Bono free-associates his thoughts on the album:
"Lifeforce, joy, innovation, emotional honesty, analogue not digital, home-made not pro-tooled, unique sonic landscape... Soul music for the frenzied, rock music for the still."

How does one "teach me to surrenferbe still"
How do the frenzied get to "shush now"?

By sabbath.

Which is also time travel.
Time is that irrelevant.
The Sabbath is made for
time travel,
not time travel for the sabbath.

But unless we

"Hear (God)/Cease to speak/That (God) may speak,"
we cannot "Hush now."

Such is the corporate, corporal voicesound/soundprint of God in "Unknown Caller"
Which is also paraphrase of Psalm 46:10.

But what of Caller-God's advice to "Escape gravity"?
Simple (!) and sound physics again.
The relationship between space/time curvature and gravity is well known.
But why let all the physicists have all the fun.
Christianity as a branch of physics,
after all.

It's only as we get out of our zone/realm/earthly kingdom that we hear/see the cedar-smashing sound of God's future voice now. In such times, for all practical purposes, there IS no line (linear or otherwise)
on the horizon.

"The minute I think of Christ and myself as separate,"Luther preached, "I am sunk."

Sunk: "God, I'm going down/I don't wanna drown/Let me in the sound Sound"

Kierkegaard tells a parable:

"A man thought prayer was talking to God.
Then he prayed.
And he discovered prayer was God talking to him."

Even if the "grace inside the sound"of the voice is;

"shush now."

Time to time-travel and sabbath-travel via Kingdom-listening prayer:

Judaism is a religion of time aiming at the sanctification of time. Unlike the space-minded man to whom time is unvaried, iterative, homogeneous, to whom all hours are alike, quality-less, empty shells, the Bible senses the diversified character of time. There are no two hours alike. Every hour is unique and the only one given at the moment, exclusive and endlessly precious.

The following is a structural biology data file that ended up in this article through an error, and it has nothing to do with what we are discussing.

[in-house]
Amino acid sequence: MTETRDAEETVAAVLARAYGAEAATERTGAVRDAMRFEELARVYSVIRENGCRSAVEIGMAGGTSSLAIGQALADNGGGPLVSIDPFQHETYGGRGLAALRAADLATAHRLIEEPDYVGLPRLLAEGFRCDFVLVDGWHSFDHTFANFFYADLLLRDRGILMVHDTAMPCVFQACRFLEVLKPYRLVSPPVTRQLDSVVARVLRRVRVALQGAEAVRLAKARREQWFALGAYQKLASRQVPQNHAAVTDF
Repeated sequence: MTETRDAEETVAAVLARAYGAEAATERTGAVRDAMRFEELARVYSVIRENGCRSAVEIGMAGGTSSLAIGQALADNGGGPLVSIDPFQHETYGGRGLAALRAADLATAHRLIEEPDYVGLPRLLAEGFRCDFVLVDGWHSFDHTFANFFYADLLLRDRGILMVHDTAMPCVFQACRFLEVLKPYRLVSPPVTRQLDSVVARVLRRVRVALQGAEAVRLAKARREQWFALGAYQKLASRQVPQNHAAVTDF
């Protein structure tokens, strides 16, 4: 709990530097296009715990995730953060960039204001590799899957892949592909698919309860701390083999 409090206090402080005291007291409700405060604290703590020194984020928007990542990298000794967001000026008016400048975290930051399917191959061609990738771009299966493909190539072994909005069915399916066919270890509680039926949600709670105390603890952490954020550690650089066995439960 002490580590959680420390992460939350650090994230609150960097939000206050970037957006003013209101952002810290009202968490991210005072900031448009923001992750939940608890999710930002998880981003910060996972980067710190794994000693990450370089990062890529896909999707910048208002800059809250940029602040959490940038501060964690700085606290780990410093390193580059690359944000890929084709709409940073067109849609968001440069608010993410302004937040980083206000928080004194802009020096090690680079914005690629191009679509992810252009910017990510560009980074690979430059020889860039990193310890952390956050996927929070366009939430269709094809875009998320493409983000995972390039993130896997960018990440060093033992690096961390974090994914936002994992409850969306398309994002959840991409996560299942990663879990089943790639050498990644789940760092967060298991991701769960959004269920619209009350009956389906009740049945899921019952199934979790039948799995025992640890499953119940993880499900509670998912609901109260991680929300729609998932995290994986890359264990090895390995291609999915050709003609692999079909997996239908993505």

Judaism teaches us to be attached to holiness in time, to be attached to sacred events, to learn how to consecrate sanctuaries that emerge from the magnificent stream of a year. The Sabbaths are our great cathedrals; and our Holy of Holies is a shrine that neither the Romans nor the Germans were able to burn; a shrine that even apostasy cannot easily obliterate: the Day of Atonement. According to the ancient rabbis, it is not the observance of the Day of Atonement, but the Day itself, the "essence of the Day," which, with man's repentance, atones for the sins of man.
Jewish ritual may be characterized as the art of significant forms in time, as architecture of time. Most of its observances--the Sabbath, the New Moon, the festivals, the Sabbatical and the Jubilee year--depend on a certain hour of the day or season of the year. It is, for example, the evening, morning, or afternoon that brings with it the call to prayer. The main themes of faith lie in the realm of time. We remember the day of the exodus from Egypt, the day when Israel stood at Sinai; and our Messianic hope is the expectation of a day, of the end of days....

The meaning of the Sabbath is to celebrate time rather than space. Six days a week we live under the tyranny of things of space; on the Sabbath we try to become attuned to holiness in time. It is a day on which we are called upon to share in what is eternal in time, to turn from the results of creation to the mystery of creation, from the world of creation to the creation of the world.
-Rabbi Abraham Heschel.
"Shabbat as a Sanctuary in Time:The Sabbaths are our great cathedrals, the Jewish equivalent of sacred architecture."

-for the story of the photo, see: "raging chutzpah, sabbath elevators, bibliolatry and missionality"
It has been suggested that the first notes keyboard flourish and then the achingly beautiful Crazy Horse meets Gilmour guitar solo that conclude "Unknown Caller" intentionally echo the hymn"How Wonderful, How Marvelous (My Savior's Love For Me)."

I wouldn't be surprised.

It's the sound of music; it's the Aslan-ic "roar on the other side of silence."

4)the nonlinear nature of life and spirituality
5)now and not yetness